OPINION: It is a tragedy the name 'Tītokowaru' means nothing to many New Zealanders.
Well, let me tell you, Riwha Tītokowaru was potentially the best military leader this country ever produced. And he was also one of our great peacemakers, going full-circle to become a leader of a non-violent resistance.
It is the story of a great New Zealander. It tells us about how we became a nation. It shows us how times - and people - can change. It is a story that every Kiwi should know.
But we just don't.
For instance, few people beyond historians and Māoridom would realise that today is the 150th anniversary of one of the most significant moments of the New Zealand wars, the battle of Te Ngutu o Te Manu in south Taranaki.
On September 7, 1868, Tītokowaru led the Māori forces that killed his opponent, Gustavus Ferdinand von Tempsky - another renowned military leader. Up until then, the Colonial forces had conducted a vicious campaign throughout Taranaki, destroying many villages, killing people and confiscating land.
Tītokowaru was a brilliant military strategist who, historians say, was world-leading when it came to trench warfare - designing impenetrable pas with underground bunkers and tunnels which could withstand heavy attack. The New Zealand Wars actually stopped for a time such was the fear of Tītokowaru.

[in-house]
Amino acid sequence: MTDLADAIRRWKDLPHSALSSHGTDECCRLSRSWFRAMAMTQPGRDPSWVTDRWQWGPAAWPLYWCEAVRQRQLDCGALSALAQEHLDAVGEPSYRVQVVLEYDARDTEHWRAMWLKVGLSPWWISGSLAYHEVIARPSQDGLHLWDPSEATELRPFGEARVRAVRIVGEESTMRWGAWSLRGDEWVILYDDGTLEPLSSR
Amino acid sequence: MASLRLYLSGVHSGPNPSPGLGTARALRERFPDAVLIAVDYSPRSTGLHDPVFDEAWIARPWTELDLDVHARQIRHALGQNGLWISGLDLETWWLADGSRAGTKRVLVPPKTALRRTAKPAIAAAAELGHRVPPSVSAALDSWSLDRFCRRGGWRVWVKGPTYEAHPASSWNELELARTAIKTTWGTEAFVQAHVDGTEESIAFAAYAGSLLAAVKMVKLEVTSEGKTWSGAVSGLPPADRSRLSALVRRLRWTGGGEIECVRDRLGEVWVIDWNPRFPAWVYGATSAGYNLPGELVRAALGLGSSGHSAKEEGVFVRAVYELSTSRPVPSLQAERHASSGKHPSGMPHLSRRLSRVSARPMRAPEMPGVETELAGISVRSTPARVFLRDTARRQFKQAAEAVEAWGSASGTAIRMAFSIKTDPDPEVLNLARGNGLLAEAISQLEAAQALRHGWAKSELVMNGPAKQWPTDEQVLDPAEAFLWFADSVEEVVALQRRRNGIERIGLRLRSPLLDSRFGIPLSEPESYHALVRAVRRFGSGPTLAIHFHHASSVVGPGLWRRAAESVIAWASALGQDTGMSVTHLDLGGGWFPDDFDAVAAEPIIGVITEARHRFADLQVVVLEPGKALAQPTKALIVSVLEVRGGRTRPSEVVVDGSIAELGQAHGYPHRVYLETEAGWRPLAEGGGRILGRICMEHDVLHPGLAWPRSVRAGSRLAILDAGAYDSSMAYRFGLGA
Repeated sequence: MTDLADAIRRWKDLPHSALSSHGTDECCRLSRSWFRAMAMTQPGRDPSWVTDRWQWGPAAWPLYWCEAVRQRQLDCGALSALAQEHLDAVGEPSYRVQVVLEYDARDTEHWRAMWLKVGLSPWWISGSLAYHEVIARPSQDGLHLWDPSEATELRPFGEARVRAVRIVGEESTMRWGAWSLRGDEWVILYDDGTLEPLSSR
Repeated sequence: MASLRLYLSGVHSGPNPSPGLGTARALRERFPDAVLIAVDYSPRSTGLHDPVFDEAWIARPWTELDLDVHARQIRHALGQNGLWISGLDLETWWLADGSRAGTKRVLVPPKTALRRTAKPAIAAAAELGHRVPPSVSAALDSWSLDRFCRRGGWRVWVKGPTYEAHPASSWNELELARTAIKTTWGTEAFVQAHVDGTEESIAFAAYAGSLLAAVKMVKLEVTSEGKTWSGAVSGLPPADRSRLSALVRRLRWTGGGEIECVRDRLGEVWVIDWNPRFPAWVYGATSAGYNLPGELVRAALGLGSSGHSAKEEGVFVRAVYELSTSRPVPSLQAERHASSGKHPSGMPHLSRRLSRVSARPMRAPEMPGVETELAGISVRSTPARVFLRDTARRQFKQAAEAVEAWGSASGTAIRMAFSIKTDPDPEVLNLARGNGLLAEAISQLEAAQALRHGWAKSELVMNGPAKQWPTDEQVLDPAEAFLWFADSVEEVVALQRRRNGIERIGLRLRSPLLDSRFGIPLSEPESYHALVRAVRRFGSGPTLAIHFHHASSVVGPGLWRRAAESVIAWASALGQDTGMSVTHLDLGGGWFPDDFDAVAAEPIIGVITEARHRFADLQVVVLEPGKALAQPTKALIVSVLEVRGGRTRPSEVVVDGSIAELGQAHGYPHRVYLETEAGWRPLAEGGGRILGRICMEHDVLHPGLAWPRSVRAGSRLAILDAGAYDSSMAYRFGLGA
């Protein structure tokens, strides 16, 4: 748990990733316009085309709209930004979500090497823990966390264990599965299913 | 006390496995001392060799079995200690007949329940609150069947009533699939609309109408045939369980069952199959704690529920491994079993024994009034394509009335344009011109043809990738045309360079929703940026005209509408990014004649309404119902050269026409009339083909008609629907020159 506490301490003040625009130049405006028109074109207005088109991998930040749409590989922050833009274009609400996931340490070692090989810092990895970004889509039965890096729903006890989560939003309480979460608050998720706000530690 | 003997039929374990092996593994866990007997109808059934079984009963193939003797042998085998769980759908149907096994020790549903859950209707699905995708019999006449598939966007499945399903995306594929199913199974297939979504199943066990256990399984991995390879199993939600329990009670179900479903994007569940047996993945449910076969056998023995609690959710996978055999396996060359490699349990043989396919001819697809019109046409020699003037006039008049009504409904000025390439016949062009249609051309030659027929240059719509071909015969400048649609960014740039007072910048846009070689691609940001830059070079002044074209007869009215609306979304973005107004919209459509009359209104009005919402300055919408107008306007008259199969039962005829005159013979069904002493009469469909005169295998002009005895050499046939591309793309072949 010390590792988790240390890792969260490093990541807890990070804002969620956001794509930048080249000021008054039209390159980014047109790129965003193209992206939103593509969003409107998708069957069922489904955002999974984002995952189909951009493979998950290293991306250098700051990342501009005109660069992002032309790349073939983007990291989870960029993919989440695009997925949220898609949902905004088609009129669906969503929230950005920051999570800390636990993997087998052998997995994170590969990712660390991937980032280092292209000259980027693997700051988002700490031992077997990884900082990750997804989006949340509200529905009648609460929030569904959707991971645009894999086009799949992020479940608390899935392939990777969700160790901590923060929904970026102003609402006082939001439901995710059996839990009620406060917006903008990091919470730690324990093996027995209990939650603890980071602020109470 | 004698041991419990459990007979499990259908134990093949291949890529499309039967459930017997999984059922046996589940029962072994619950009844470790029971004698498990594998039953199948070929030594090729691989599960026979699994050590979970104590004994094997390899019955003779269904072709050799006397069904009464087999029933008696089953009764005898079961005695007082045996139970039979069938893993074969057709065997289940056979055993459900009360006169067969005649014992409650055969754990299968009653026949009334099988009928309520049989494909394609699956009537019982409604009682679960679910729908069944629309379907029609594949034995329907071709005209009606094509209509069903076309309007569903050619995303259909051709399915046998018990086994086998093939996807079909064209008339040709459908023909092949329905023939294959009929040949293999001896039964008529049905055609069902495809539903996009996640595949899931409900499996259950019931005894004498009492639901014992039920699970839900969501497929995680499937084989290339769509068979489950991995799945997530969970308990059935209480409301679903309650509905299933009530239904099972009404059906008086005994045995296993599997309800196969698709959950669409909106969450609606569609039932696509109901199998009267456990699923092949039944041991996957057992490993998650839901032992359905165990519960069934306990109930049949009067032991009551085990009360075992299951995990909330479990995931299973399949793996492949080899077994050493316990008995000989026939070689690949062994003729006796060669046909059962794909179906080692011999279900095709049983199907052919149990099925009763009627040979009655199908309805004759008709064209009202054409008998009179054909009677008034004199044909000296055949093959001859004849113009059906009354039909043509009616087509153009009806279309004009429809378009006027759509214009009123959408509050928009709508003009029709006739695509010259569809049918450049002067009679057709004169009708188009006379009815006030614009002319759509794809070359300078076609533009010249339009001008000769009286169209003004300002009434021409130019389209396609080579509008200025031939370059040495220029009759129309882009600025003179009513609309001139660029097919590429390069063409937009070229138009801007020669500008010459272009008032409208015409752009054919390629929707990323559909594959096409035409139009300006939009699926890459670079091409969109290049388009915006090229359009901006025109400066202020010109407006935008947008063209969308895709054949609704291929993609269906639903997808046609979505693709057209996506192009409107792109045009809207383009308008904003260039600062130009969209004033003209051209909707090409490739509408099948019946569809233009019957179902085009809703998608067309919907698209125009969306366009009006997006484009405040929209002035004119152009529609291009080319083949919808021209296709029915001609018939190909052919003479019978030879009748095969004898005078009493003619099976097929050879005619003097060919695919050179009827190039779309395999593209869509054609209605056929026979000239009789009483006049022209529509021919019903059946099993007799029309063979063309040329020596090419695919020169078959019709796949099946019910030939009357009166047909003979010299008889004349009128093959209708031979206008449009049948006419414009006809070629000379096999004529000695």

But Tītokowaru changed. He understood there needed to be a union between Māori and Pākehā, advocated peace and diplomacy - and practiced what he preached, trying to work with the British.
Tītokowaru then became one of the leaders of of the Parihaka pacifist movement alongside the prophets Te Whiti and Tohu.
As Te Whiti put it: "The lion lay down with the lambs."
The non-violent resistance at Parihaka was eventually destroyed by the British, and Tītokowaru spent many of his last years in jail before his death in 1888.
Growing up in Taranaki, I knew nothing of all this despite this rich history being all around me. It was only later in life that I came to realise what went down - and what it meant. Taranaki people are resilient and strategic - this heritage is part of the reason why.
Stories like Tītokowaru's and others from the New Zealand wars are still not taught in our schools. There are no statues of Tītokowaru, and he isn't on any dollar bills. Despite the valiant efforts of those like historian Jamie Belich and the Ngāruahine iwi, this history is unknown.
And that is wrong. We should remember him.
That is just some of the story of Tītokowaru - a great warrior who took part in one of the great non-violent movements.
Like many war leaders it is hard to judge whether they are villains or heroes. Tītokowaru
was merciless on the battlefield - but he changed. To me, that transition sets him apart. In my view - he is a New Zealand hero - and should be treated as such.
It is not too late. Take this prophecy from Tītokowaru himself: "I shall not die; I shall not die. When death itself is dead, I shall be alive."
Patrick Gower is Newshub's national correspondent.